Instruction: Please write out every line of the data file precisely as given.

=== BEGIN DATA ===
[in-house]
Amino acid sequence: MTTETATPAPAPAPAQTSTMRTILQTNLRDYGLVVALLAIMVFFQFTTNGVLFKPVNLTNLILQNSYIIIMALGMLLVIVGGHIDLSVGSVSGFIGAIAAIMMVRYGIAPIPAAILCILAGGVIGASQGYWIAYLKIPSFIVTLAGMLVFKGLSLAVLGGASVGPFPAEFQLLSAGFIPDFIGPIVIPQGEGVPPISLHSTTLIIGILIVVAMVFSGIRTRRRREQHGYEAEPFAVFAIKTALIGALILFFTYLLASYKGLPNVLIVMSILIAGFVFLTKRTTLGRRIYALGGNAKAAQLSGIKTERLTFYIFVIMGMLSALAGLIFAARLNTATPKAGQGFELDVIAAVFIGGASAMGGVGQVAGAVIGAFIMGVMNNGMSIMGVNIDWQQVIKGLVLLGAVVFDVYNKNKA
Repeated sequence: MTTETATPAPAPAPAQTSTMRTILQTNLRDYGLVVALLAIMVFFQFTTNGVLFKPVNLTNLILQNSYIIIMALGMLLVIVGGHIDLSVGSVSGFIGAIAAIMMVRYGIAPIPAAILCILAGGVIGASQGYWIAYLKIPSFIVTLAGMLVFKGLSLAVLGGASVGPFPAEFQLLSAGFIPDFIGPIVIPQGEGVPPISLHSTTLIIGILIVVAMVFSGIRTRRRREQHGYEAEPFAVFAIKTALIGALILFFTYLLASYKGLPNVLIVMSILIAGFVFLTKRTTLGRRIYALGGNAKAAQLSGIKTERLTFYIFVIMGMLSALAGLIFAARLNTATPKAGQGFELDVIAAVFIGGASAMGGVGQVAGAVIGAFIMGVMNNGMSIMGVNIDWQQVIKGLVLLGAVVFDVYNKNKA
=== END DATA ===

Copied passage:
[in-house]
Amino acid sequence: MTTETATPAPAPAPAQTSTMRTILQTNLRDYGLVVALLAIMVFFQFTTNGVLFKPVNLTNLILQNSYIIIMALGMLLVIVGGHIDLSVGSVSGFIGAIAAIMMVRYGIAPIPAAILCILAGGVIGASQGYWIAYLKIPSFIVTLAGMLVFKGLSLAVLGGASVGPFPAEFQLLSAGFIPDFIGPIVIPQGEGVPPISLHSTTLIIGILIVVAMVFSGIRTRRRREQHGYEAEPFAVFAIKTALIGALILFFTYLLASYKGLPNVLIVMSILIAGFVFLTKRTTLGRRIYALGGNAKAAQLSGIKTERLTFYIFVIMGMLSALAGLIFAARLNTATPKAGQGFELDVIAAVFIGGASAMGGVGQVAGAVIGAFIMGVMNNGMSIMGVNIDWQQVIKGLVLLGAVVFDVYNKNKA
Repeated sequence: MTTETATPAPAPAPAQTSTMRTILQTNLRDYGLVVALLAIMVFFQFTTNGVLFKPVNLTNLILQNSYIIIMALGMLLVIVGGHIDLSVGSVSGFIGAIAAIMMVRYGIAPIPAAILCILAGGVIGASQGYWIAYLKIPSFIVTLAGMLVFKGLSLAVLGGASVGPFPAEFQLLSAGFIPDFIGPIVIPQGEGVPPISLHSTTLIIGILIVVAMVFSGIRTRRRREQHGYEAEPFAVFAIKTALIGALILFFTYLLASYKGLPNVLIVMSILIAGFVFLTKRTTLGRRIYALGGNAKAAQLSGIKTERLTFYIFVIMGMLSALAGLIFAARLNTATPKAGQGFELDVIAAVFIGGASAMGGVGQVAGAVIGAFIMGVMNNGMSIMGVNIDWQQVIKGLVLLGAVVFDVYNKNKA